Kidney Diet Tips

Kidney Diet Tip: Choosing the Best Milk Substitute

MilkSubs-273Cow’s milk is naturally high in protein and minerals. An 8-ounce cup of 1% low fat milk contains 8 grams protein, 366 mg potassium, 232 mg phosphorus, 305 mg calcium, 107 mg sodium and 27 mg magnesium.

Because of the high levels of potassium and phosphorus in milk, people with severe or total loss of kidney function (stages 4 and 5 chronic kidney disease) are generally advised to limit milk to 4 to 8 ounces a day. Non-dairy milk substitutes such as almond, rice or soy milk are recommended instead. Nondairy creamers were once a popular milk substitute, but most, if not all, now contain potassium and phosphate additives and have fallen off the list of recommended milk replacements.

There are many product variations, even within a given brand–original or enhanced, refrigerated or shelf-stable, plain or flavored, sweetened or unsweetened. The best milk substitutes are usually labeled original; do not contain phosphate additives; and have less than 200 mg potassium for 8 ounces.

Protein in nut and rice milk substitutes is usually much lower than protein in cow’s milk. Protein in soy milk is comparable to cow’s milk. Some manufacturers add pea and rice protein to increase protein content of rice and nut milk.

Potassium varies greatly in milk substitutes. Soy milk is naturally high in potassium, ranging from 250 to 440 mg for 8 ounces. Almond milk ranges from 150 to 250 mg potassium, and rice milk is lowest with a range from 20 to 80 mg. For kidney patients, the best choice is often determined by potassium from blood test results. If levels are high, soy milk is not a good milk substitute.

Almond, rice and soy milk may contain calcium phosphate, magnesium phosphate, or tri-calcium phosphate. Some brands contain multiple additives. It’s important to read the ingredient list with each purchase to find products without phosphate additives. Almond milk without phosphate additives is usually low in phosphorus, around 20 mg for 8 ounces, but increases 150 to 200 mg if phosphates are added. Most of the phosphorus remains in the almond meal that is separated from almond milk during processing. Rice milk without phosphate additives has around 50 mg phosphorus per cup, and ranges from 100 to 150 mg if enriched with phosphates. Soy milk is naturally high in phosphorus with 80 to 150 mg and increases to 250 mg when phosphates are added. Many products do not list phosphorus on the label, and for some the values are not available from food manufacturers.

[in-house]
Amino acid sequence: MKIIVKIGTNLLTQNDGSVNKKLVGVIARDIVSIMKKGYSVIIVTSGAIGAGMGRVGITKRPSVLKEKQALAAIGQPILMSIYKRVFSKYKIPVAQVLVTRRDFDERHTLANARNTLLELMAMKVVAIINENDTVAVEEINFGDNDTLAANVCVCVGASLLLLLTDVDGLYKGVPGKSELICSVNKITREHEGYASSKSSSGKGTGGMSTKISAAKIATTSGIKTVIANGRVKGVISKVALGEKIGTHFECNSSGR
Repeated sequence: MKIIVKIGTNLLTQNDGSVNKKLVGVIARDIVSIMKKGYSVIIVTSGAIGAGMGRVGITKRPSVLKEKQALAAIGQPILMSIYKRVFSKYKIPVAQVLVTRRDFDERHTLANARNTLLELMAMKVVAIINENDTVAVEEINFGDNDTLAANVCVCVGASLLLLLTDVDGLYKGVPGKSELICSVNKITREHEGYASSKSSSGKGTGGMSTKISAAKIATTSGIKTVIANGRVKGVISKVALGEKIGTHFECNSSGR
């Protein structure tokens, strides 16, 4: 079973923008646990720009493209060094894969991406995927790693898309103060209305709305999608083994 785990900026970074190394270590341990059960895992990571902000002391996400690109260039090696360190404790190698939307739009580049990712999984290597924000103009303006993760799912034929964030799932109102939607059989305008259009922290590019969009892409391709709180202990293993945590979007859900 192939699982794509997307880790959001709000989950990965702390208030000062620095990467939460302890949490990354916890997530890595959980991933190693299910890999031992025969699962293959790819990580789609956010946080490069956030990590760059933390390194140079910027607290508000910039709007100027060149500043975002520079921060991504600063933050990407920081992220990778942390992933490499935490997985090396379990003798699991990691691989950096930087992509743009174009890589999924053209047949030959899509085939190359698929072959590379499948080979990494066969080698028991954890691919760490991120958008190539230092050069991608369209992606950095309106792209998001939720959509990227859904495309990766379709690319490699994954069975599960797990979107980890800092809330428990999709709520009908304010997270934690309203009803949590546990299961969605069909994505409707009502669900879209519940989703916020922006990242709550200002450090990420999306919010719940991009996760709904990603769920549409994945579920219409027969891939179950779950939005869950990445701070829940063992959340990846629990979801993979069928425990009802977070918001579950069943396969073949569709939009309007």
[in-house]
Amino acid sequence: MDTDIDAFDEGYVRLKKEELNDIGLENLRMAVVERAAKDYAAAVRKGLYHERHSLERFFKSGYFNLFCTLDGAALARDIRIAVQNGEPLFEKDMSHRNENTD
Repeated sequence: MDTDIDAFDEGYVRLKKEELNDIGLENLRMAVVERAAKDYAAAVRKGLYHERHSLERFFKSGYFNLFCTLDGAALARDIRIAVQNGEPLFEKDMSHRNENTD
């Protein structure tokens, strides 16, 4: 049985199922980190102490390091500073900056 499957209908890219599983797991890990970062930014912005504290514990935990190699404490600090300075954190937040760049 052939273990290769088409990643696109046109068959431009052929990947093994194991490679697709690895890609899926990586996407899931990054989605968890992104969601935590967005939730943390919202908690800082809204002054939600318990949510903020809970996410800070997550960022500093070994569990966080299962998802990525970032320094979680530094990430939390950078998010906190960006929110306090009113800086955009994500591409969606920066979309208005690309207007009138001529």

Calcium is often added to milk substitutes to mimic or exceed calcium content of cow’s milk. Several brands of almond, rice and soy milk contain 450 mg calcium for only 8 ounces, or 45% of the recommended daily intake. These are not good choices if calcium from blood test results is high, but not a concern when calcium is low or normal.

Milk substitutes may not ‘act’ like cow’s milk when used in food preparation. For example, instant puddings may not thicken, and quality of baked goods may decrease when milk is replaced with a substitute.

Nutrient content and ingredients vary with different milk substitutes, and the best choice may depend on potassium, phosphorus and calcium from blood test results. Talk to your dietitian for more information on the best milk substitutes for you.


Additional Kidney Diet Resources

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DaVita Food Analyzer

DaVita Dining Out Guides

Today’s Kidney Diet Cookbooks

DaVita Kidney-Friendly Recipes

Diet and Nutrition Articles                                                      

Diet and Nutrition Videos

Kidney Smart® Virtual Classes

This article is for informational purposes only and is not a substitute for medical advice or treatment. Consult your physician and dietitian regarding your specific diagnosis, treatment, diet and health questions.

Sara Colman, RDN, CDCES

Sara Colman, RDN, CDCES

Sara is a renal dietitian with over 30 years experience working with people with diabetes and kidney disease. She is co-author of the popular kidney cookbook "Cooking for David: A Culinary Dialysis Cookbook". Sara is the Manager of Kidney Care Nutrition for DaVita. She analyzes recipes and creates content, resources and tools for the kidney community. In her spare time Sara loves to spend time with her young grandson, including fun times together in her kitchen.